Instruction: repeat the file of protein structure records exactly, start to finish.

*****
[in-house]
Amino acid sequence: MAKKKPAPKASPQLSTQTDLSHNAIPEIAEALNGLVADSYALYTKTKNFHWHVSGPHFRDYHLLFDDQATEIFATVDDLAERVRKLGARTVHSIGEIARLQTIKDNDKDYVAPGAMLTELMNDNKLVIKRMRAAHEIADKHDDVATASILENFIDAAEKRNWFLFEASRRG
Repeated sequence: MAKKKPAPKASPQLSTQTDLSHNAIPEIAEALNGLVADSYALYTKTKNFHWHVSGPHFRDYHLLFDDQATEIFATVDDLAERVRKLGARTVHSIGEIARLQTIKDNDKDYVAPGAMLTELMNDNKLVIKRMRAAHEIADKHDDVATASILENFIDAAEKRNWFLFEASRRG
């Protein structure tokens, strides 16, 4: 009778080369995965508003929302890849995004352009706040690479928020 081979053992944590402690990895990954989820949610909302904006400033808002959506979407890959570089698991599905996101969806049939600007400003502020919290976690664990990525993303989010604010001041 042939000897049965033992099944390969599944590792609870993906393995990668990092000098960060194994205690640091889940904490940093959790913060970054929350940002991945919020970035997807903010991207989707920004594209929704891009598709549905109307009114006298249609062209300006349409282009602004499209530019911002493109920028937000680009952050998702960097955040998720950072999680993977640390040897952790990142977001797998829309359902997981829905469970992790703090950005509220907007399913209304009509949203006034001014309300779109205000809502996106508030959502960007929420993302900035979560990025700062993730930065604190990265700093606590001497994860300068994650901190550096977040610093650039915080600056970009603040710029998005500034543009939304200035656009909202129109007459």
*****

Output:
[in-house]
Amino acid sequence: MAKKKPAPKASPQLSTQTDLSHNAIPEIAEALNGLVADSYALYTKTKNFHWHVSGPHFRDYHLLFDDQATEIFATVDDLAERVRKLGARTVHSIGEIARLQTIKDNDKDYVAPGAMLTELMNDNKLVIKRMRAAHEIADKHDDVATASILENFIDAAEKRNWFLFEASRRG
Repeated sequence: MAKKKPAPKASPQLSTQTDLSHNAIPEIAEALNGLVADSYALYTKTKNFHWHVSGPHFRDYHLLFDDQATEIFATVDDLAERVRKLGARTVHSIGEIARLQTIKDNDKDYVAPGAMLTELMNDNKLVIKRMRAAHEIADKHDDVATASILENFIDAAEKRNWFLFEASRRG
């Protein structure tokens, strides 16, 4: 009778080369995965508003929302890849995004352009706040690479928020 081979053992944590402690990895990954989820949610909302904006400033808002959506979407890959570089698991599905996101969806049939600007400003502020919290976690664990990525993303989010604010001041 042939000897049965033992099944390969599944590792609870993906393995990668990092000098960060194994205690640091889940904490940093959790913060970054929350940002991945919020970035997807903010991207989707920004594209929704891009598709549905109307009114006298249609062209300006349409282009602004499209530019911002493109920028937000680009952050998702960097955040998720950072999680993977640390040897952790990142977001797998829309359902997981829905469970992790703090950005509220907007399913209304009509949203006034001014309300779109205000809502996106508030959502960007929420993302900035979560990025700062993730930065604190990265700093606590001497994860300068994650901190550096977040610093650039915080600056970009603040710029998005500034543009939304200035656009909202129109007459």